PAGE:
So thoroughly does Athens dominate our perceptions of urban life in Greece that the country’s second city is left very much underappreciated. True, Thessaloniki (thessaloniki.travel and visitgreece.gr) does not offer anything quite as magnificent as the Parthenon – but this is a destination awash with food, culture and history.
The capital of the region of Central Macedonia, it is part swarthy port on the edge of the Aegean, part gateway to the beaches of Halkidiki (32km to the south-east; visit-halkidiki.gr), part hive of southern European life where people spill from shops and eateries.
A striking boutique hotel slotted into a restored Twenties town house, The Modernist (themodernist.gr) lives up to its name in its stylish black-and-white decor, compact but comfy rooms, and splendid roof terrace where breakfast is served. Doubles from about Dh300.
Older and wiser, but just as well located, the Electra Palace has been a noble fixture (all but) on the waterfront since 1972. It also boasts a lovely top-floor space for morning feasts. Double rooms for about Dh500 a night.
History jumps out on the visitor at almost every turn. Stroll along the harbourside drag of Nikis Avenue and you cannot miss the White Tower (lpth.gr; about Dh15), the former Ottoman prison which, despite being built in an era of occupation (in 1430), has become one of the symbols of the city. The statue 400m to the south-east is of a rather more Greek icon – empire-builder Alexander the Great (of Ancient Macedonia), rearing on horseback.
Nearby, a gentle amble up the pedestrianised slant of Dimitriou Gounari Street will take you back to Ancient Rome. The impressive ruins of the Palace of Galerius provide a greater tribute than this fourth-century emperor probably deserves – while the grandeur of the triumphal arch in his name, further up the hill, belies the fact that he reigned for just six years.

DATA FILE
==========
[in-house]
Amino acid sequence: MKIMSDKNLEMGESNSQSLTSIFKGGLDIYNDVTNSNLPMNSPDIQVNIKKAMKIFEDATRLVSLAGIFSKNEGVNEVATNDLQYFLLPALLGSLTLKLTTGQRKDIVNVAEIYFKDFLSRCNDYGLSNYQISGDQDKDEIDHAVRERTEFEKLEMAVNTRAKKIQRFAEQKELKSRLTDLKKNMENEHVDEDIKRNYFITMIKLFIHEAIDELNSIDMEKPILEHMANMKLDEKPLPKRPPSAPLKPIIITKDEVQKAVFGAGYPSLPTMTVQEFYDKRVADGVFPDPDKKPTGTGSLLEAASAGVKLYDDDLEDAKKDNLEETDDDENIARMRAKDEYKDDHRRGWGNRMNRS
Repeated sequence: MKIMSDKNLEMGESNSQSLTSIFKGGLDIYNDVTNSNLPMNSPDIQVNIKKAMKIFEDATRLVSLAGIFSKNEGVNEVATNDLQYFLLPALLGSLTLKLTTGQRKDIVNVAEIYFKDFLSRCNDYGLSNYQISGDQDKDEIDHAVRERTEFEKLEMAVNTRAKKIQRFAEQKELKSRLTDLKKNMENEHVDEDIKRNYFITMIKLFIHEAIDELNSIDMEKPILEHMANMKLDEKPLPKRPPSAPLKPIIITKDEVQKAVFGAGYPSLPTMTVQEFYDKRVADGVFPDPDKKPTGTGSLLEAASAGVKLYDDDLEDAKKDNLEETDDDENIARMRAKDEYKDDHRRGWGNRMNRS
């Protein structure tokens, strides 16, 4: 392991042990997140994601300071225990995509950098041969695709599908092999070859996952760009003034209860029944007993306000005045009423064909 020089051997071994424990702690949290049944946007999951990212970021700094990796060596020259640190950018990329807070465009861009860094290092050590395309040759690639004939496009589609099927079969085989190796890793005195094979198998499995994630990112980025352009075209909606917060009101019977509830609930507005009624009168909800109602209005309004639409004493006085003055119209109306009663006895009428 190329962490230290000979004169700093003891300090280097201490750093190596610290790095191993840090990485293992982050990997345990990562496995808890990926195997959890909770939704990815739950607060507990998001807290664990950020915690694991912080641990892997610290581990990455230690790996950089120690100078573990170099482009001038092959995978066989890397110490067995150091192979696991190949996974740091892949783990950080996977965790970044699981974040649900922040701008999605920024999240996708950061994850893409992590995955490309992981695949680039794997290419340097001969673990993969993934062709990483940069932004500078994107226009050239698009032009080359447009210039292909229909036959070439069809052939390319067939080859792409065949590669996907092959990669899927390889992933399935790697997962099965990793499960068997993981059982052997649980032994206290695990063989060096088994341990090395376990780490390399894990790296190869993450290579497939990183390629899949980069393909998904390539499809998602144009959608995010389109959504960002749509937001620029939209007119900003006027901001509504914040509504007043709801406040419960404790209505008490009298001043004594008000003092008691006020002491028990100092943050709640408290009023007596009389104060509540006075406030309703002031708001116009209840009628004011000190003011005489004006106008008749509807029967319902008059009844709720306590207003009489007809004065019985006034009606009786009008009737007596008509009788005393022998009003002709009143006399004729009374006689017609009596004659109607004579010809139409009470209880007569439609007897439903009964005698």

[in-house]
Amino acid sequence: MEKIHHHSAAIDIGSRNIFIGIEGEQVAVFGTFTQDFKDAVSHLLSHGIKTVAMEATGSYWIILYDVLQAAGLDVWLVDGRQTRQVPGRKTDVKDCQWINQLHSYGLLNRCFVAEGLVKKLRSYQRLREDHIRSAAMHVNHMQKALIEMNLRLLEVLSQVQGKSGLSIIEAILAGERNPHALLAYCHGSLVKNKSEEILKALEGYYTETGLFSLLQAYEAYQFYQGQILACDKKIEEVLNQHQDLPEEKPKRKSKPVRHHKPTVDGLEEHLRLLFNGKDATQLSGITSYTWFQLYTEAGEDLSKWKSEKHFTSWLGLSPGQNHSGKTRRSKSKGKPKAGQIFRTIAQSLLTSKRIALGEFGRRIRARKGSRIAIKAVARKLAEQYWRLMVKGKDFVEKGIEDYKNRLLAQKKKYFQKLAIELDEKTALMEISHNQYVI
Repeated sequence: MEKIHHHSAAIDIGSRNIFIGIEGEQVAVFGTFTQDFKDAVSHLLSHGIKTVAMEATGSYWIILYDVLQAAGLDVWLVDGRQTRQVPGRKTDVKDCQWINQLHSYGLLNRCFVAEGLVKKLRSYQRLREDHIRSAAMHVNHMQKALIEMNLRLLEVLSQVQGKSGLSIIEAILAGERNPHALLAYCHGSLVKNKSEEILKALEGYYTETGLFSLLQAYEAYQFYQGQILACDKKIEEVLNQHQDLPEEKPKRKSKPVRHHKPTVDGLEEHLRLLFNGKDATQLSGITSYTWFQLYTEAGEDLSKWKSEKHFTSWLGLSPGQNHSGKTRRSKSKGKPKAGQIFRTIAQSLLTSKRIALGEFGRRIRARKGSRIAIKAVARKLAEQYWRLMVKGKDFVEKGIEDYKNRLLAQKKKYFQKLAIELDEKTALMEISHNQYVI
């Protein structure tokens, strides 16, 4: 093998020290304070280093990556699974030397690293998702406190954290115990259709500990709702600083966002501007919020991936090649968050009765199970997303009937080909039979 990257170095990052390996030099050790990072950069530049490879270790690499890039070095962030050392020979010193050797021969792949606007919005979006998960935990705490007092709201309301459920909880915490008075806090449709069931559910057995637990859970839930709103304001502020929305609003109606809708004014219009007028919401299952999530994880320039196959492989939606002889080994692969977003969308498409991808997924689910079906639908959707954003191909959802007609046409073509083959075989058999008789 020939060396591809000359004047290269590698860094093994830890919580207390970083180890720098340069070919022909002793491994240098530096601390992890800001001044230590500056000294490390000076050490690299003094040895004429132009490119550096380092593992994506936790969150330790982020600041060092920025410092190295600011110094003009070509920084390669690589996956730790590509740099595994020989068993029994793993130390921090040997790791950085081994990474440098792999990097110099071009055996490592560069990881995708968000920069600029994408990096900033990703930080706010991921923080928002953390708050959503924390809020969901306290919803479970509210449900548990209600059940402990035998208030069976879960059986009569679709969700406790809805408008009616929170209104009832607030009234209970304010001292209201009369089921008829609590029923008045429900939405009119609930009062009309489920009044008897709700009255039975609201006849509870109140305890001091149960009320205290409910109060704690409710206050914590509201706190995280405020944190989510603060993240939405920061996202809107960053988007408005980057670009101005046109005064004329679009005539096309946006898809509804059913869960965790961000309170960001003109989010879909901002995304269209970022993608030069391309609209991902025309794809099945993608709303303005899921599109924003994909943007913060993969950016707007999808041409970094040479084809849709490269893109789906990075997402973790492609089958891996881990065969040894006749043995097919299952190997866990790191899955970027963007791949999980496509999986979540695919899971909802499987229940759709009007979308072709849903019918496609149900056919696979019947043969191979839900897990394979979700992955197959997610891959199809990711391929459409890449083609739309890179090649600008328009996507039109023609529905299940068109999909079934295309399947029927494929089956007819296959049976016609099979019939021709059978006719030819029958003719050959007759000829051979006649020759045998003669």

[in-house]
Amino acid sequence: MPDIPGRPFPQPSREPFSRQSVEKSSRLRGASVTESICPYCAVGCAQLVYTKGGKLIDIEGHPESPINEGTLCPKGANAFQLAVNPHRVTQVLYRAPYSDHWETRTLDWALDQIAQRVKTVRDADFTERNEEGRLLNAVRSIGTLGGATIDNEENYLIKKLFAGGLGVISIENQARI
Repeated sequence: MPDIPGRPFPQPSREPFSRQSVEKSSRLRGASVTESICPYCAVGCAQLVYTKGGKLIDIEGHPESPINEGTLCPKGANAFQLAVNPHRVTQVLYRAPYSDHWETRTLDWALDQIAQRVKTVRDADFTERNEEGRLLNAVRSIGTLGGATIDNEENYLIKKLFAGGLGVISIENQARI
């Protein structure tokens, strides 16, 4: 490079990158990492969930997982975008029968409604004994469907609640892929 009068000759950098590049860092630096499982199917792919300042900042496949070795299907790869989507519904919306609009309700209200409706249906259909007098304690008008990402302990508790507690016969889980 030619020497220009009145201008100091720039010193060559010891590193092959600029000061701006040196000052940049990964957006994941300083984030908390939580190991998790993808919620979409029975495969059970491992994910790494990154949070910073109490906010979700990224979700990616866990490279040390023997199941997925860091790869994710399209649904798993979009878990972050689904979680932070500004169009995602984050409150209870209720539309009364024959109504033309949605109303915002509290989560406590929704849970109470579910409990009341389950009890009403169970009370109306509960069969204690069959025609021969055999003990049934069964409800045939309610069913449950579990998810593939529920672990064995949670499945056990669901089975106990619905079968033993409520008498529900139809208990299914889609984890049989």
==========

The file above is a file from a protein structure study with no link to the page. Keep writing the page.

However, no such caveats afflict the Rotunda (odysseus.culture.gr; Dh8), a temple that became a church – and then a mosque – in later life. It was added to the Unesco World Heritage list in 1988.
Edging up the gradient away from the water, Aristotelous Street – a (largely) car-free promenade – is the city’s shopping heartland. Stereodisc (facebook.com/stereodisc) is a music emporium of the increasingly rare kind, stacked with vinyl and CDs – while Gofas (gofas.gr) is a jewellers of sparkling allure. Two blocks to the east, Agias Sofias revels in fashion via outlets such as Julia & More (juliabergovich.com).
If you are in the mood for further history, the Archaeological Museum (amth.gr; about Dh32) has exhibits dating to the fourth century BC – including Macedonian armour in fine condition.
The Museum of Photography (thmphoto.gr; Dh8) is rather more modern in emphasis, staging rotating exhibitions of camera-caught magic in a renovated warehouse.
You can shop for Greek produce (cheeses, olive oil) in the halls of the Modiano Market – which has graced the map since 1922 – and in its fish-focused colleague the Kapani Market (kapani.gr). The latter is intriguing for the informal cafes that fringe it – such as the busy Stou Mitsou.
Picanha (facebook.com/picanhameatandmore) is one of Ladadika’s food highlights, spearing huge chunks of steak (dishes from Dh45) amid a general devotion to all things Brazilian. If you would prefer something local, Ergon Agora (ergonfoods.com) is a joy, serving spaghetti with feta and pesto for about Dh30.